Tag archives: materials science
By James Dacey
Materials research is enjoying a new golden age. The hit parade of supermaterials that has been discovered in the relatively recent past is extensive. It includes the likes of high-temperature superconductors, quantum dots, bucky-balls, nanotubes, aerogels, silver nanowires and graphene. Meanwhile, new approaches to the commercialization of materials – such as the recent Materials Genome Initiative in the US – are improving the processes by which new materials are transferred from the science lab to practical applications in the real world.
In conjuction with these new discoveries, materials scientists have also made dramatic improvements to the tools they have available for studying and manufacturing materials. Here, the list of advances is seemingly endless. Researchers can now simulate, image and analyse materials with far more accuracy than ever before. Developments in production methods – such as the advent of 3D printing – are also enabling researchers to scale up their new materials with greater ease.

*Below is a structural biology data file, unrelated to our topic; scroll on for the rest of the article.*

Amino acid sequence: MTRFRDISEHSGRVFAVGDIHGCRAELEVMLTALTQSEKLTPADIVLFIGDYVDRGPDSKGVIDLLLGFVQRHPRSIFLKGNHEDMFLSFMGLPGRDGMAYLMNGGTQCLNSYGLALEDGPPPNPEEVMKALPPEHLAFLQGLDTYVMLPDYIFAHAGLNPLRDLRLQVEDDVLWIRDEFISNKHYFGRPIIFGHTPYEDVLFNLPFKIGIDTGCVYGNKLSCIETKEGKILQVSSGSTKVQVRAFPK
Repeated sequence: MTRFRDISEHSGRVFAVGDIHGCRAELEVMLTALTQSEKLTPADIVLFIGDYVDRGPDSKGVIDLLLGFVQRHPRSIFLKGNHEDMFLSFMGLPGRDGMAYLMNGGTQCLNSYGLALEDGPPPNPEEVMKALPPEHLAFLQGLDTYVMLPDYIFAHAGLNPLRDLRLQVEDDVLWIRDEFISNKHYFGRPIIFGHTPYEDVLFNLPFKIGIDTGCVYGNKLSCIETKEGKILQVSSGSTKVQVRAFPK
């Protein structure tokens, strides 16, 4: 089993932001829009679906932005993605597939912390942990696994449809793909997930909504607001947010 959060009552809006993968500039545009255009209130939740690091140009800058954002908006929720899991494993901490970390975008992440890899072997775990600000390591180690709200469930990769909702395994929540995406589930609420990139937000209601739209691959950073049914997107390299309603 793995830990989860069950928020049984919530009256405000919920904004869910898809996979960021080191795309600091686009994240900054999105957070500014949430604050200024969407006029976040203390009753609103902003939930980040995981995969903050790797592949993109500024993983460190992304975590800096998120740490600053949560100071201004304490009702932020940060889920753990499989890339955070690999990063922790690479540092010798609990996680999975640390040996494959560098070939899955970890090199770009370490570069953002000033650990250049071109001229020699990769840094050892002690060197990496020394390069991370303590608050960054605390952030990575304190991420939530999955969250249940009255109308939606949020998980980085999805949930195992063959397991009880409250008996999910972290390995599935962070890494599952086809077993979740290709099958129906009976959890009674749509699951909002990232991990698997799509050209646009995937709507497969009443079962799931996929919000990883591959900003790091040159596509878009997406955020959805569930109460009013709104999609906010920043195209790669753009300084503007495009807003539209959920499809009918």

By Ian Randall
For most people, it’s considered rather eccentric to talk to inanimate objects – and if the objects seem to be talking back, then it’s probably time to seek medical advice! Not, however, for Alex Ng and his colleagues at the University of Adelaide in Australia, who are working on a way to “chat” to buildings, bridges, aeroplanes and other structures, so they can report back on their structural health.
By James Dacey
Ask any old sea dog and they will tell you the same thing – mussels are resilient little blighters that’ll cling onto yer ship no matter how fast ye sail. The secret behind the ability of mussels to remain tightly attached to surfaces has now been uncovered by a group of researchers at Massachusetts Institute of Technology (MIT) in the US.
Whereas barnacles fix themselves tightly to the surfaces of rocks, mussels deploy a different form of adhesion. They dangle from surfaces by a series of fine filaments known as byssus threads made from a protein closely related to collagen – a major constituent of skin and bones. The biological explanation for this behaviour is that it allows the mussels to glide through the water increasing the amount of nutrients they can absorb.